Be careful: a rock rounder than the others, a small herbarium, a characteristic fault are all elements that should help you orient yourself at the bottom. Do not hesitate, if you are planning a round trip diving pattern, to turn around every now and then to visualize the aspect of the landscape as you should see it when you decide to return. In your head, you will thus draw a kind of mental map of your dive. You can also draw some elements on a submersible tablet, but do not go overboard by diving your nose on a drawing: of course, you will not get lost, but you will not have benefited from anything.
MONITOR DEPTH AND TRY TO EVALUATE DISTANCES
Try, once you are at the bottom, to maintain a fairly constant depth. This will prevent you from going astray, for example by going up five meters to find yourself in front of a big rock that you had not seen on the way and that may disorient you. And unless there is a lot of current, try to evaluate the distance from the elapsed time, always palping in much the same way. If on the return you palm for ten minutes and you still have not spotted the arch in front of which you had taken on the right, do not persist to go further, it is that you are wrong.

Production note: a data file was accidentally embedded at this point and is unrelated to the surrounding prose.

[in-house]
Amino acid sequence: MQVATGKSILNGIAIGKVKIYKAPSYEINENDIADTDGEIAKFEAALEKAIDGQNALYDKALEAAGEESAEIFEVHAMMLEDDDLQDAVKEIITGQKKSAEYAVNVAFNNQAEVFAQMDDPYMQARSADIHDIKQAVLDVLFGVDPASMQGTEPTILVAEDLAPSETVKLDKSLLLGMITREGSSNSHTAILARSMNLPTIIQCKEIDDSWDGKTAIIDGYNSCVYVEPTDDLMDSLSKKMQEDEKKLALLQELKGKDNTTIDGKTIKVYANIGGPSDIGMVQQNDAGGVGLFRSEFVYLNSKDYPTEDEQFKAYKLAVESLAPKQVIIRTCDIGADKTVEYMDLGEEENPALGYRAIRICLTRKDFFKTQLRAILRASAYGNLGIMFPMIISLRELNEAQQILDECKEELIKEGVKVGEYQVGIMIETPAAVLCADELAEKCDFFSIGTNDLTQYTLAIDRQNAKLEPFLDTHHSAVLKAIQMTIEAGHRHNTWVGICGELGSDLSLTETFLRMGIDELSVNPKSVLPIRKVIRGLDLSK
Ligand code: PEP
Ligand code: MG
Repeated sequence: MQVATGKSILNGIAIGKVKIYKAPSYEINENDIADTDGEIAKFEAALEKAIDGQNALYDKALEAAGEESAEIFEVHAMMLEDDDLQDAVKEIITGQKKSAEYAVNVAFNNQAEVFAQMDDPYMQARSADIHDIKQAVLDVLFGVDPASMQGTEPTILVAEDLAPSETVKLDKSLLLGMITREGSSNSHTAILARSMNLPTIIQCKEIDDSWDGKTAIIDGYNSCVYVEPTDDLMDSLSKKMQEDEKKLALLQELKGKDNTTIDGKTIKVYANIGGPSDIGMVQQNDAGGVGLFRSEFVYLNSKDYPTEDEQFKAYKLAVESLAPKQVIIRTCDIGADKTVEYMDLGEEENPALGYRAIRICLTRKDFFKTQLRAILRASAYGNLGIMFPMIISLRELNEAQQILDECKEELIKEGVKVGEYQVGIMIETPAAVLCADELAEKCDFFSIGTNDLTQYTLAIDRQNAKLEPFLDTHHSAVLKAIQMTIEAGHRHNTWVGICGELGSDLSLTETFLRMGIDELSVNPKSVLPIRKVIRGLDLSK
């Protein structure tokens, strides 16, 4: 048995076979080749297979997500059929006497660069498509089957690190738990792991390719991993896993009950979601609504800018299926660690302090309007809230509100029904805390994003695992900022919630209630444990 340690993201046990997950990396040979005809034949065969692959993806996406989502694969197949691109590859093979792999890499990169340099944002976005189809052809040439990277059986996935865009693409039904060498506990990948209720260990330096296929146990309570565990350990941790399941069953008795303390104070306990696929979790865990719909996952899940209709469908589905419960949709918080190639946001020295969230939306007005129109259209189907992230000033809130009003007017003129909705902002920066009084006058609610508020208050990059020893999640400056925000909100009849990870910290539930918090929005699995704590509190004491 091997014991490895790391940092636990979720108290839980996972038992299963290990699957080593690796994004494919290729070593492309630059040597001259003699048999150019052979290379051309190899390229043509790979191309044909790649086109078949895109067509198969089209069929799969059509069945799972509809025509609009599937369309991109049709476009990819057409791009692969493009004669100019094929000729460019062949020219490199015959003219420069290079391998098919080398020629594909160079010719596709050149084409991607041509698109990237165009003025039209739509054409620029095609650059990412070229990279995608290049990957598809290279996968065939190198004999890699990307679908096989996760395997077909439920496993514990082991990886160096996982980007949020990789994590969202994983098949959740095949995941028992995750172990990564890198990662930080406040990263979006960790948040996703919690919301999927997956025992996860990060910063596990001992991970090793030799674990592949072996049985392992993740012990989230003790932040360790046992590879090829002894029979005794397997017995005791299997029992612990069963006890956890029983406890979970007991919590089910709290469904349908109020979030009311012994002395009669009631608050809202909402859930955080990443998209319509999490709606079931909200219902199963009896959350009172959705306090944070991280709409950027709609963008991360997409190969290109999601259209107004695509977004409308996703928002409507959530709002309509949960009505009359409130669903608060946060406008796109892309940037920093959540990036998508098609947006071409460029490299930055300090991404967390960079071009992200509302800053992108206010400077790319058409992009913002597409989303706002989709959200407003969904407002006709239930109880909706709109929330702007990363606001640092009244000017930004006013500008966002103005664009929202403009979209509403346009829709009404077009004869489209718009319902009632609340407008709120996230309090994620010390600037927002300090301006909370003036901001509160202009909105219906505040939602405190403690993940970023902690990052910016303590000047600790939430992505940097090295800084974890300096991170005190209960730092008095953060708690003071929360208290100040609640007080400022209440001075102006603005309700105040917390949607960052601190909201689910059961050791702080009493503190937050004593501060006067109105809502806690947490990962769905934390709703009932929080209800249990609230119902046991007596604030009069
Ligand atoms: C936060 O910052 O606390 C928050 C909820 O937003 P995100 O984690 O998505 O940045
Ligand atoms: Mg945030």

USE THE SUN, THE CURRENT, THE BACKGROUND
Try to reactivate your senses! Like an Indian on the trail of game, use the elements around you to try to position yourself by asking yourself simple questions: When I left, what was the position of the sun in relation to me? Just behind ? So to turn back I must now face him (unless you dive for two hours and he has moved a lot). The current, if there is, was it against me or was it pushing me? And if the bottom is sandy, don't forget to just look at the sand ripples: they are necessarily parallel to the coast, and more and more tight as you get closer to the shore.
CHOOSE THE FORM OF ITS COURSE